Sunday, July 29, 2007

History of American Policies, Part IV: Nunn-Lugar

A separate effort, the Nunn-Lugar Cooperative Threat Reduction (CTR) Program was begun by Congress in 1992 with four objectives:

(1) the destruction of former Soviet WMDs,
(2) the transportation, storage and safeguarding of WMDs in conjunction with their destruction,
(3) the establishment of proliferation safeguards and
(4) the prevention of scientific expertise proliferation.
These goals were a positive development, in that they recognize some of the broader proliferation difficulties, including the proliferation of knowledge and the ongoing danger that exists during the destruction process.

The program provides funding and technical assistance to former Soviet states to help them accomplish the aforementioned objectives; however, the Nunn-Lugar legislation provides six criteria for Russia to receive aid. It must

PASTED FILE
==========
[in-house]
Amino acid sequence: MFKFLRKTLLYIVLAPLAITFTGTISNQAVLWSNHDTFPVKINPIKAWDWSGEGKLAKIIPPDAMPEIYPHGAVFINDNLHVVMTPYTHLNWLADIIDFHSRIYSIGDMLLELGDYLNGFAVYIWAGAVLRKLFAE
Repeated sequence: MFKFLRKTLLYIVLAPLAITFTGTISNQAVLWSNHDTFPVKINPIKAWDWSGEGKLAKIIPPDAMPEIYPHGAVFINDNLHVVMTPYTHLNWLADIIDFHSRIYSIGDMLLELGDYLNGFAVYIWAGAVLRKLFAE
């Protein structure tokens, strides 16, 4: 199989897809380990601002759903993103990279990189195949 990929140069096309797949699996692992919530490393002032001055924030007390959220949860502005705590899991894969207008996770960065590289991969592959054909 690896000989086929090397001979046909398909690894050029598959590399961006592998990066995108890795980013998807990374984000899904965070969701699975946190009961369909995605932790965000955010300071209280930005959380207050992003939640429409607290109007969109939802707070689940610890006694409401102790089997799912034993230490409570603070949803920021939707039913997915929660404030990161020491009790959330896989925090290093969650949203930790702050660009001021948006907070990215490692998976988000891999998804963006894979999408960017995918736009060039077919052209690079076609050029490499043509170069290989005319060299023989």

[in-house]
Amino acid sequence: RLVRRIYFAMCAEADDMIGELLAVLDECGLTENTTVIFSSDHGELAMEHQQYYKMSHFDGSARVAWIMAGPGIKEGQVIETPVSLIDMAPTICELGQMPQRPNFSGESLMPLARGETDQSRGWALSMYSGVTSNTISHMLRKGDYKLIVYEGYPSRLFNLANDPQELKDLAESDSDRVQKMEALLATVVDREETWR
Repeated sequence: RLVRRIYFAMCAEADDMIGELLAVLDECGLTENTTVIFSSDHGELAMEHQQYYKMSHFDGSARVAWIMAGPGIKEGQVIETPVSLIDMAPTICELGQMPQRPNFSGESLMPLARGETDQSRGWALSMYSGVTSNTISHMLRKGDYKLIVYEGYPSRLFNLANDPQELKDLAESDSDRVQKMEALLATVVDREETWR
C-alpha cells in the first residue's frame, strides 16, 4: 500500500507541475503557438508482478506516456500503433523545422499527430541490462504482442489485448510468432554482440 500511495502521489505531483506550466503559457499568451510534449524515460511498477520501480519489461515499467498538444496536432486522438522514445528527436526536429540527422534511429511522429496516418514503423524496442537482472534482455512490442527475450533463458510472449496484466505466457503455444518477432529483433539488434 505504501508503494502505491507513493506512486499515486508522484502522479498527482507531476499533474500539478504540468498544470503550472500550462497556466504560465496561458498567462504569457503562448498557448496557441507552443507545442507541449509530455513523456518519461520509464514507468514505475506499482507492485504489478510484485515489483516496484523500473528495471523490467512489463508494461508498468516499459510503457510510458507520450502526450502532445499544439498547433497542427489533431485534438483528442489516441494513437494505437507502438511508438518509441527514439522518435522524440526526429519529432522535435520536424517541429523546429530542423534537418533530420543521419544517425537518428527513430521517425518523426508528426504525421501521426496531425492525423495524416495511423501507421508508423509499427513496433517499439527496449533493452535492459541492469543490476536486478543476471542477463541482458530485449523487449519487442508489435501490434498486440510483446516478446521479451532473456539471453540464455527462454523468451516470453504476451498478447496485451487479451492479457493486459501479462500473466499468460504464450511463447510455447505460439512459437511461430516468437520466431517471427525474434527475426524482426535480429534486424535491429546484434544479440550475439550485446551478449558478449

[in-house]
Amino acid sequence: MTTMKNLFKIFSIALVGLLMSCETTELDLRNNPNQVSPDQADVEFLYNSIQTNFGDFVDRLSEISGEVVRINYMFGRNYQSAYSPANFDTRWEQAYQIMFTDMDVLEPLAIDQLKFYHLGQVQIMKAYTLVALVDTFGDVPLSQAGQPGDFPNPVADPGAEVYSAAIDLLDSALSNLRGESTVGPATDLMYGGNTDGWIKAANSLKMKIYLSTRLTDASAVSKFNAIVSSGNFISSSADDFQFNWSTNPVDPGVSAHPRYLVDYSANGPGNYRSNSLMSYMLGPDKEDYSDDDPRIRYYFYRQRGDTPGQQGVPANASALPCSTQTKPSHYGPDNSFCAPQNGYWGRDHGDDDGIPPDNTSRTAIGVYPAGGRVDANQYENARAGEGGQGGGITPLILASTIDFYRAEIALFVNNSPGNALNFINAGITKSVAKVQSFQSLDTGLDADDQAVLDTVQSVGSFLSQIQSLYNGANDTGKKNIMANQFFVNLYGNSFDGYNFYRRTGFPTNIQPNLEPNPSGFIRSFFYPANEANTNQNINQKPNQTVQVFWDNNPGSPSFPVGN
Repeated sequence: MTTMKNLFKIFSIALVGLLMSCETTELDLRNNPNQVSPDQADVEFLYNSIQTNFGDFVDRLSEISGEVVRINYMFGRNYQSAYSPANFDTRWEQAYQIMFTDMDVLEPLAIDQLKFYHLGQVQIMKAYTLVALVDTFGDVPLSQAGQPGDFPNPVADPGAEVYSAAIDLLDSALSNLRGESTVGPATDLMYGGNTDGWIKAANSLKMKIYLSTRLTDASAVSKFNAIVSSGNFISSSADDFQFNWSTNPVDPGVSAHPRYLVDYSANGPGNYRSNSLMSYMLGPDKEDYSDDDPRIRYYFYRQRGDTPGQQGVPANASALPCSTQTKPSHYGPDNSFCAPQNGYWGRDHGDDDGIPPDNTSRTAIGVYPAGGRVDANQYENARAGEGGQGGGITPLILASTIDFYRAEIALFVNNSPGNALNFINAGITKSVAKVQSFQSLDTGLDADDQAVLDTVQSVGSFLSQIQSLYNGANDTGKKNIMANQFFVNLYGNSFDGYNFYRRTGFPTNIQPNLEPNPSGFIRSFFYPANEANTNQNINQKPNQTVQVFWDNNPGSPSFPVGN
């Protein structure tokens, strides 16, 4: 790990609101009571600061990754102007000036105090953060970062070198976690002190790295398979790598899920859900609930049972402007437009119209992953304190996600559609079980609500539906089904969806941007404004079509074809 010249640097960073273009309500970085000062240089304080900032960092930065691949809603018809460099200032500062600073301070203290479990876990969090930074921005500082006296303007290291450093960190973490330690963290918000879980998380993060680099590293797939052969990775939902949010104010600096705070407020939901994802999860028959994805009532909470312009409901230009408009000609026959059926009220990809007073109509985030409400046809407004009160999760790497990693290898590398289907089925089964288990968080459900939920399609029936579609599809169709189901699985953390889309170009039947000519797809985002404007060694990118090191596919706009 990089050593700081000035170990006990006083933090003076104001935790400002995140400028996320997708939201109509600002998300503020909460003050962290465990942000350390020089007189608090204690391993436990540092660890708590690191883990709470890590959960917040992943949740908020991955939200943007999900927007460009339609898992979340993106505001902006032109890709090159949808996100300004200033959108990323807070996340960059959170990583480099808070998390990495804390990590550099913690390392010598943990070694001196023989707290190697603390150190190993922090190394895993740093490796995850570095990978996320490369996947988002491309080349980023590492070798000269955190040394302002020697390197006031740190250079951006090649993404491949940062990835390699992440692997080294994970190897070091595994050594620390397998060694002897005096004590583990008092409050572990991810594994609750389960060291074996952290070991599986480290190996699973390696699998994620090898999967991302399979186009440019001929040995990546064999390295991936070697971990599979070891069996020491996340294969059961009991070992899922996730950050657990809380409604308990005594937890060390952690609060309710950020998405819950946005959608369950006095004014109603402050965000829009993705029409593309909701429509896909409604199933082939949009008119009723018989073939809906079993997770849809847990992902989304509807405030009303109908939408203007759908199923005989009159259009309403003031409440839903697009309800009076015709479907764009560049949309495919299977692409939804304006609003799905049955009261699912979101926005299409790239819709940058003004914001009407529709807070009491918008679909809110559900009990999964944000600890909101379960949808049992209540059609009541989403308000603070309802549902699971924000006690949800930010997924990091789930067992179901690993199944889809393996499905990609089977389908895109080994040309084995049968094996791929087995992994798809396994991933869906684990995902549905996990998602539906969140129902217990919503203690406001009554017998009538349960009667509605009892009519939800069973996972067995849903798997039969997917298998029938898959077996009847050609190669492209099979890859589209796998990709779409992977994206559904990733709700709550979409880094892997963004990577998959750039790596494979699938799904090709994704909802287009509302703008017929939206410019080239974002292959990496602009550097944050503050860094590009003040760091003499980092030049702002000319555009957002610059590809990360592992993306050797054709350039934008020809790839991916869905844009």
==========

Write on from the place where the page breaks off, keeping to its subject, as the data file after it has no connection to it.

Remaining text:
(1) invest in the dismantling of WMDs,
(2) forgo military modernization or WMD replacement,
(3) forgo reusing nuclear material,
(4) facilitate US verification of WMD destruction,
(5) comply with arms control agreements, and
(6) observe human rights.
Russia is currently failing on all six counts. However, the president may waive these criteria, if he considers it in the “national interest.” (See J. Michael Waller, “Foreign Aid Advisory,” American Foreign Policy Council, May 19, 1995.)

1 comment:

Aaron said...

With regard to Russian investment in CTR, the numbers speak for themselves. Prior to FY2006 the US spent $888 million on the Chemical Weapons Destruction Facility, with $108.5 million slated for 2007, $42.7 million for 2007 and none thereafter, for a total of $1.04 billion. Europe and Canada have spent or pledged over $200 million, with Russia having spent $22.8 million on the project in 2005. (See CTR, “Nunn-Lugar Cooperative Threat Reduction Programs: Issues for Congress.” 23 March 2001. 28, 61.)